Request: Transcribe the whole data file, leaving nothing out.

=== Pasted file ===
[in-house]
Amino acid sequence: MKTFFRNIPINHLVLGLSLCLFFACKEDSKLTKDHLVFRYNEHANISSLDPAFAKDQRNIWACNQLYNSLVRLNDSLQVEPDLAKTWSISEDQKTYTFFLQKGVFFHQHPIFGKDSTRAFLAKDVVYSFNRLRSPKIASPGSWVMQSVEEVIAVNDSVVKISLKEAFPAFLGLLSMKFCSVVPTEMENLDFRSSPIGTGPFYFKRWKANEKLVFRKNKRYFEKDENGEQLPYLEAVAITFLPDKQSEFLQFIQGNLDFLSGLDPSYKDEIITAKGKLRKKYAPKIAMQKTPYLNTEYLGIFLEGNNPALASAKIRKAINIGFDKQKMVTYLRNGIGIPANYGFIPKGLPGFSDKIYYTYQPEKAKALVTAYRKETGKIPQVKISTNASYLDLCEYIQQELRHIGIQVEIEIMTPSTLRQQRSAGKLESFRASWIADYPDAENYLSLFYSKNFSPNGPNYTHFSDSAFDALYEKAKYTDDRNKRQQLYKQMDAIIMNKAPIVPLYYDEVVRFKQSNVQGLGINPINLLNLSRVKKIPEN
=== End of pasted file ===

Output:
[in-house]
Amino acid sequence: MKTFFRNIPINHLVLGLSLCLFFACKEDSKLTKDHLVFRYNEHANISSLDPAFAKDQRNIWACNQLYNSLVRLNDSLQVEPDLAKTWSISEDQKTYTFFLQKGVFFHQHPIFGKDSTRAFLAKDVVYSFNRLRSPKIASPGSWVMQSVEEVIAVNDSVVKISLKEAFPAFLGLLSMKFCSVVPTEMENLDFRSSPIGTGPFYFKRWKANEKLVFRKNKRYFEKDENGEQLPYLEAVAITFLPDKQSEFLQFIQGNLDFLSGLDPSYKDEIITAKGKLRKKYAPKIAMQKTPYLNTEYLGIFLEGNNPALASAKIRKAINIGFDKQKMVTYLRNGIGIPANYGFIPKGLPGFSDKIYYTYQPEKAKALVTAYRKETGKIPQVKISTNASYLDLCEYIQQELRHIGIQVEIEIMTPSTLRQQRSAGKLESFRASWIADYPDAENYLSLFYSKNFSPNGPNYTHFSDSAFDALYEKAKYTDDRNKRQQLYKQMDAIIMNKAPIVPLYYDEVVRFKQSNVQGLGINPINLLNLSRVKKIPEN